University of Manchester, England
Students in England marched in protest against planned university cuts in Platt Park in the centre of Manchester on January 29th.
The protest passed without major incident and police said that it was predominantly peaceful despite 16 arrests and 2 police injuries.
The march was in protest of the recent decision to raise annual tuition fees to £9,000 (€10,583) a year, as well as cuts to teachers’ salaries and funding which are planned for the coming months.
In a statement, MP for Universities and Science David Willets said “no student will be asked to pay upfront costs, there will be more financial support for poorer students”.
The National Union of Students in England, encouraged protest against the fees and cuts, but stressed the importance of organisation and peaceful methods.
University of British Columbia, Canada
An animal rights group has staged a protest against the University of British Columbia using primates in experiments.
The proposed experiment, which involves injecting the monkeys with a hormone causing them to develop Parkinson’s disease, has been heavily criticised by the group Stop UBC Animal Research.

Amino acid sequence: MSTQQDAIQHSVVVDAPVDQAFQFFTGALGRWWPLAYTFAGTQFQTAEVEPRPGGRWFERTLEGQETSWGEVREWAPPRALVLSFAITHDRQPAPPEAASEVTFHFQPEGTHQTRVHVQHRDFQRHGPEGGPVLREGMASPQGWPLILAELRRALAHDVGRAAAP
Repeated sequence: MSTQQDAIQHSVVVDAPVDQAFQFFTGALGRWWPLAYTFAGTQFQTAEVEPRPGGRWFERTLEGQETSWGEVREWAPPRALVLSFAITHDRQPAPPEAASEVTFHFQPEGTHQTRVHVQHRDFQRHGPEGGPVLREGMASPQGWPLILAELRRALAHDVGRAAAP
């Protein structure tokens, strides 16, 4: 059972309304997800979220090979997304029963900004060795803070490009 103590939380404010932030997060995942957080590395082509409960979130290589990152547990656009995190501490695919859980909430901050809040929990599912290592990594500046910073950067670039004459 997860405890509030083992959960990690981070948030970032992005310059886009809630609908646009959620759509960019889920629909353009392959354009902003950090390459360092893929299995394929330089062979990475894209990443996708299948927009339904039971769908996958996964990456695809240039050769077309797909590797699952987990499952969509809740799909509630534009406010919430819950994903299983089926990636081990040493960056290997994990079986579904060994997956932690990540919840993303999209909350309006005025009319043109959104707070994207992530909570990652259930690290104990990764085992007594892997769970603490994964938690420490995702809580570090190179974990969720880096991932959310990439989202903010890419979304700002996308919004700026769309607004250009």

Protestors dressed in monkey suits and held a peaceful protest outside the Vancouver Art Gallery. The protestors say they are prepared to buy the animals but are lobbying the university to donate them instead: “We have public support in raising funds to purchase them. We feel that they really belong to the taxpayers, who fund much of the research at UBC [and] would prefer that UBC donate them.”
A spokesperson for UBC said that the sale or donation of the moneys was impossible and that the monkeys are well cared for. “The monkey colony is maintained and we want to make sure they are kept in good shape.”
Oxford University, England
The University of Oxford’s Students’ Council has heard proposals to promote the use of ethical clothing for its sports teams and societies’ uniforms.
The proposer of the motion to the Ethics and Environment’s Officers, Sean Robinson, encouraged other colleges to follow suit: “This is to show the support of students, and to appeal to colleges that ethical sourcing is possible.”
So far, twelve clubs have pledged not to use clothes manufactured in sweatshops. The head of the Oxford Drama society, Jacob Diggle, defended the cost, saying: “The Fairtrade stash was about ten per cent more expensive, but is actually better quality than the non-Fairtrade stuff.”
The proposal follows a national “Buy Right” campaign in England, which aims to promote ethical products in universities.
UCD stocks various Fairtrade food products in the shops across campus, but there are no plans to introduce ethical and sustainable clothing at present.